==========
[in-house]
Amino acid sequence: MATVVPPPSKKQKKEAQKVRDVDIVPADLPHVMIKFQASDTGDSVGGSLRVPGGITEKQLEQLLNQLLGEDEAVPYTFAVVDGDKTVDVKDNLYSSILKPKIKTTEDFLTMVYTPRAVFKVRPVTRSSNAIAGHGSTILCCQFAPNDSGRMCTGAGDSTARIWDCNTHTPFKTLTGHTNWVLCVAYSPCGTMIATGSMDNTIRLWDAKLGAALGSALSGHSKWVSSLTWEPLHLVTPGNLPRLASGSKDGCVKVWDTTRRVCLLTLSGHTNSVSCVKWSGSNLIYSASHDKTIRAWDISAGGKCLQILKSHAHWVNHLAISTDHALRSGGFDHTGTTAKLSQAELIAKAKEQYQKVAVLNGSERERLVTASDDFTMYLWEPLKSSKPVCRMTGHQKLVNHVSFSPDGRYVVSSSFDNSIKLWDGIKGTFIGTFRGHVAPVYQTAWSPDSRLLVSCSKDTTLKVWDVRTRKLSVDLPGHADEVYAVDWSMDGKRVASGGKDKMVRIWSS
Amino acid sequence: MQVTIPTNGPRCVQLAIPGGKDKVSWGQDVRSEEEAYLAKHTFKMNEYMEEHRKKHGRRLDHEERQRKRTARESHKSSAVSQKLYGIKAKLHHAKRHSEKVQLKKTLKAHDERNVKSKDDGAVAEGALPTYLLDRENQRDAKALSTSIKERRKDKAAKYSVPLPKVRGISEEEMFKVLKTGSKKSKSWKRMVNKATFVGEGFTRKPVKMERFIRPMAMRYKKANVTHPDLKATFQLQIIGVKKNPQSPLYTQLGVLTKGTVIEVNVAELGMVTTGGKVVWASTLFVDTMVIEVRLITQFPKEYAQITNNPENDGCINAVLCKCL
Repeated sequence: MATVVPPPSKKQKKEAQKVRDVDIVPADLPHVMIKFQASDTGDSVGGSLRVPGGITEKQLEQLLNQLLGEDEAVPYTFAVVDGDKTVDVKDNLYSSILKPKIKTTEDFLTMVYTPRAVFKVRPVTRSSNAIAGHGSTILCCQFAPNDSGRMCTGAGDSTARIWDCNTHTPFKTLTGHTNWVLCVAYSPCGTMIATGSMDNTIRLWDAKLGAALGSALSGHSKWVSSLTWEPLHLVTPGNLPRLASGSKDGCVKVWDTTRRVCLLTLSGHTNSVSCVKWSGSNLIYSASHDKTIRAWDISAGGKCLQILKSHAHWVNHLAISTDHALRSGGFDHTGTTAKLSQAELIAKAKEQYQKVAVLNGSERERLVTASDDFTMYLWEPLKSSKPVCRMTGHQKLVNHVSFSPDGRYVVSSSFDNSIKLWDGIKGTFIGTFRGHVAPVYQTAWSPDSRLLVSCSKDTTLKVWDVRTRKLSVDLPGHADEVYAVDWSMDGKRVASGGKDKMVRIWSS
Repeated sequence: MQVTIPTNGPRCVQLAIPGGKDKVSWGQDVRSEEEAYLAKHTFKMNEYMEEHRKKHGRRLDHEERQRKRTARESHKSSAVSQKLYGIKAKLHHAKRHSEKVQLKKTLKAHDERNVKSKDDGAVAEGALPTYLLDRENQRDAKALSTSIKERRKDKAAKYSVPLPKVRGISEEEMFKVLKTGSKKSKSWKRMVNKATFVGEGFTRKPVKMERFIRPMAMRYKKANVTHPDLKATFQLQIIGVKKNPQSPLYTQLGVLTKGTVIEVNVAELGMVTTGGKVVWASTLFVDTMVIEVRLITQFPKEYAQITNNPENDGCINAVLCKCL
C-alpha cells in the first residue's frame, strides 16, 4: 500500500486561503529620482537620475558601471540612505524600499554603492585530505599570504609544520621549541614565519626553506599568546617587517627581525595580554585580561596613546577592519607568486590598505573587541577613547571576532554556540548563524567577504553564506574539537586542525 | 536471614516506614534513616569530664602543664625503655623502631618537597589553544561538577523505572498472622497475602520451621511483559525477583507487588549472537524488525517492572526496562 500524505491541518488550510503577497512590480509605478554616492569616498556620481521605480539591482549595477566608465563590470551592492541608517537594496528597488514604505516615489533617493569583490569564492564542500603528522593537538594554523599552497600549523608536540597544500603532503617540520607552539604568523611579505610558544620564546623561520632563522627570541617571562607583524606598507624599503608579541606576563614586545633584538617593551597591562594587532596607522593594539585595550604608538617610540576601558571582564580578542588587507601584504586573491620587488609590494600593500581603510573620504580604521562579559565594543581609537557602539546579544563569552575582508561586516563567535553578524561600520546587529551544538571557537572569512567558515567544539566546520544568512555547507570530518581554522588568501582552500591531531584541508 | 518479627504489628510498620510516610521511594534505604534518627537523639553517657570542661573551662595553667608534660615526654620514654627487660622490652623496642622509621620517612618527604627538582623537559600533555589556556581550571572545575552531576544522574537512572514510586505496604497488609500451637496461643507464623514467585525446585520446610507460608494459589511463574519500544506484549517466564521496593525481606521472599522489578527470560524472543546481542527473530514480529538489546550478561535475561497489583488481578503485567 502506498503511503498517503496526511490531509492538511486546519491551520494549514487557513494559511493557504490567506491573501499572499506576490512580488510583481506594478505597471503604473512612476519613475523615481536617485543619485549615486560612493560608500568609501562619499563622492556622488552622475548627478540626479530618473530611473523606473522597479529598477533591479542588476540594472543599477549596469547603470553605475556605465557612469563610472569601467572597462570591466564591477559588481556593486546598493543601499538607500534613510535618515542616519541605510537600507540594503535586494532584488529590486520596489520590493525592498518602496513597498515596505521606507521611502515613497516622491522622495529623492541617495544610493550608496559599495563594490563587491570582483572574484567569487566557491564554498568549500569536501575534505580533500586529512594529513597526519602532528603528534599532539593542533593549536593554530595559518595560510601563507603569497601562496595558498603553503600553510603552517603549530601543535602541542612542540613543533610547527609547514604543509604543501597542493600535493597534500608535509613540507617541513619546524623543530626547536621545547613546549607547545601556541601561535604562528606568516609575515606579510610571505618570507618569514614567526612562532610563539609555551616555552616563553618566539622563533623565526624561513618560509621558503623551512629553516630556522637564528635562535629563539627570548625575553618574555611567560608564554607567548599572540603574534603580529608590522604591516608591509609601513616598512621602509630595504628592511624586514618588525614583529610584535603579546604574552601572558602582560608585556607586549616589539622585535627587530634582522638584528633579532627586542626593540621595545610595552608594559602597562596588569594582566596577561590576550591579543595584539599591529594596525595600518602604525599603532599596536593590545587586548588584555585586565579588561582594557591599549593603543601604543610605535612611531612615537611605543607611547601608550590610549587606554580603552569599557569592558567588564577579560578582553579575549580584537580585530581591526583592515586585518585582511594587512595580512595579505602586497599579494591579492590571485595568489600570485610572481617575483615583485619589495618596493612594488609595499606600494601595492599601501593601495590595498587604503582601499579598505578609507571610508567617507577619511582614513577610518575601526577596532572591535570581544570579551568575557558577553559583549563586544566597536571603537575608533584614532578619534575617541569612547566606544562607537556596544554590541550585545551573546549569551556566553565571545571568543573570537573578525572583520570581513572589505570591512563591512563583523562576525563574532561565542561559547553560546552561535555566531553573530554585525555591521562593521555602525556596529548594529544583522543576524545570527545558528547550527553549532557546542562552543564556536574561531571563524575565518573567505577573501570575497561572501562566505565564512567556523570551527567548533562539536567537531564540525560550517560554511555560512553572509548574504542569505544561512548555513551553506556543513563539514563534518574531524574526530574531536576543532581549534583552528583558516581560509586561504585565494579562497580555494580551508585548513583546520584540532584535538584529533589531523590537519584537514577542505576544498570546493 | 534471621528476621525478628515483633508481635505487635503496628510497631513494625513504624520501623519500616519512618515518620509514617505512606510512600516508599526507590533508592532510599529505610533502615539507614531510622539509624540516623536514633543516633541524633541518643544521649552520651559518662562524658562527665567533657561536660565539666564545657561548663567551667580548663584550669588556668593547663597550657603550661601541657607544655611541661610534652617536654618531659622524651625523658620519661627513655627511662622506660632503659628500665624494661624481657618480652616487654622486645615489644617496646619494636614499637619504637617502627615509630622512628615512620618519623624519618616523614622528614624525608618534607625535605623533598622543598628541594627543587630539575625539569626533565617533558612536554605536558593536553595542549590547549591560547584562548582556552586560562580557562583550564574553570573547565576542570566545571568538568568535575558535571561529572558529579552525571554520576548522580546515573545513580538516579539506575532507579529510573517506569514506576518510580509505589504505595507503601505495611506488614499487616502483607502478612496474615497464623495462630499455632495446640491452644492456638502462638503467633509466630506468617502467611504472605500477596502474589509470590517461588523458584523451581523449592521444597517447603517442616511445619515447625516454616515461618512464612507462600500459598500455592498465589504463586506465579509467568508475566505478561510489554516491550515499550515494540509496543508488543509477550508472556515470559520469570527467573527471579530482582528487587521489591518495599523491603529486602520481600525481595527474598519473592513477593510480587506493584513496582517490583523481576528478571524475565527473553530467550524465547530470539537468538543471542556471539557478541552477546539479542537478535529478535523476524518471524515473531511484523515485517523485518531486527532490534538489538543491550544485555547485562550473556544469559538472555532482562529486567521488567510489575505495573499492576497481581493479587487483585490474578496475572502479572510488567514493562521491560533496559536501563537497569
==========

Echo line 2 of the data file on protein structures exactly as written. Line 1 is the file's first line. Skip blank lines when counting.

Amino acid sequence: MATVVPPPSKKQKKEAQKVRDVDIVPADLPHVMIKFQASDTGDSVGGSLRVPGGITEKQLEQLLNQLLGEDEAVPYTFAVVDGDKTVDVKDNLYSSILKPKIKTTEDFLTMVYTPRAVFKVRPVTRSSNAIAGHGSTILCCQFAPNDSGRMCTGAGDSTARIWDCNTHTPFKTLTGHTNWVLCVAYSPCGTMIATGSMDNTIRLWDAKLGAALGSALSGHSKWVSSLTWEPLHLVTPGNLPRLASGSKDGCVKVWDTTRRVCLLTLSGHTNSVSCVKWSGSNLIYSASHDKTIRAWDISAGGKCLQILKSHAHWVNHLAISTDHALRSGGFDHTGTTAKLSQAELIAKAKEQYQKVAVLNGSERERLVTASDDFTMYLWEPLKSSKPVCRMTGHQKLVNHVSFSPDGRYVVSSSFDNSIKLWDGIKGTFIGTFRGHVAPVYQTAWSPDSRLLVSCSKDTTLKVWDVRTRKLSVDLPGHADEVYAVDWSMDGKRVASGGKDKMVRIWSS